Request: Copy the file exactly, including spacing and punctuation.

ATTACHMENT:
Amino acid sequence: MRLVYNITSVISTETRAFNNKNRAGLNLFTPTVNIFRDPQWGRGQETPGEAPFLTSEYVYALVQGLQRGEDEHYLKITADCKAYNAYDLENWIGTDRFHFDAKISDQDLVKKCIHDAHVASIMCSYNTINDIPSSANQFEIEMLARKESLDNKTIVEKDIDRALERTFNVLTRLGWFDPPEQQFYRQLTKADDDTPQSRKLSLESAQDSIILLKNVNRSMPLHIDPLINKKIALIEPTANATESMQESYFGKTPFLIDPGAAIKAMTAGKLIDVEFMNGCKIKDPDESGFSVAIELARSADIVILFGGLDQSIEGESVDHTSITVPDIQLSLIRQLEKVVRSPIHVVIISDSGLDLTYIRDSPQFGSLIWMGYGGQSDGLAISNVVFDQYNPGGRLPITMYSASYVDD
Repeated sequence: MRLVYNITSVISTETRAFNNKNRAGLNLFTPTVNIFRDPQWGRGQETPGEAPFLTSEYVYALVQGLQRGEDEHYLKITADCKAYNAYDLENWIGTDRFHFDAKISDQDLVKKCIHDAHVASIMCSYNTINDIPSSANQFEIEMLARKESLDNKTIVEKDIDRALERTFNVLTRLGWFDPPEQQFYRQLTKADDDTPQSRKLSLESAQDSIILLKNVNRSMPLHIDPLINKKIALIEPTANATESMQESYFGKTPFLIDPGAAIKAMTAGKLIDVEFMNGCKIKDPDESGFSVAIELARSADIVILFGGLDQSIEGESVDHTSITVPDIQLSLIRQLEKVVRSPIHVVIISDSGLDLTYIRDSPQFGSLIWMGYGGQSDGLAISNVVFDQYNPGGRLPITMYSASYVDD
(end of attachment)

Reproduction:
Amino acid sequence: MRLVYNITSVISTETRAFNNKNRAGLNLFTPTVNIFRDPQWGRGQETPGEAPFLTSEYVYALVQGLQRGEDEHYLKITADCKAYNAYDLENWIGTDRFHFDAKISDQDLVKKCIHDAHVASIMCSYNTINDIPSSANQFEIEMLARKESLDNKTIVEKDIDRALERTFNVLTRLGWFDPPEQQFYRQLTKADDDTPQSRKLSLESAQDSIILLKNVNRSMPLHIDPLINKKIALIEPTANATESMQESYFGKTPFLIDPGAAIKAMTAGKLIDVEFMNGCKIKDPDESGFSVAIELARSADIVILFGGLDQSIEGESVDHTSITVPDIQLSLIRQLEKVVRSPIHVVIISDSGLDLTYIRDSPQFGSLIWMGYGGQSDGLAISNVVFDQYNPGGRLPITMYSASYVDD
Repeated sequence: MRLVYNITSVISTETRAFNNKNRAGLNLFTPTVNIFRDPQWGRGQETPGEAPFLTSEYVYALVQGLQRGEDEHYLKITADCKAYNAYDLENWIGTDRFHFDAKISDQDLVKKCIHDAHVASIMCSYNTINDIPSSANQFEIEMLARKESLDNKTIVEKDIDRALERTFNVLTRLGWFDPPEQQFYRQLTKADDDTPQSRKLSLESAQDSIILLKNVNRSMPLHIDPLINKKIALIEPTANATESMQESYFGKTPFLIDPGAAIKAMTAGKLIDVEFMNGCKIKDPDESGFSVAIELARSADIVILFGGLDQSIEGESVDHTSITVPDIQLSLIRQLEKVVRSPIHVVIISDSGLDLTYIRDSPQFGSLIWMGYGGQSDGLAISNVVFDQYNPGGRLPITMYSASYVDD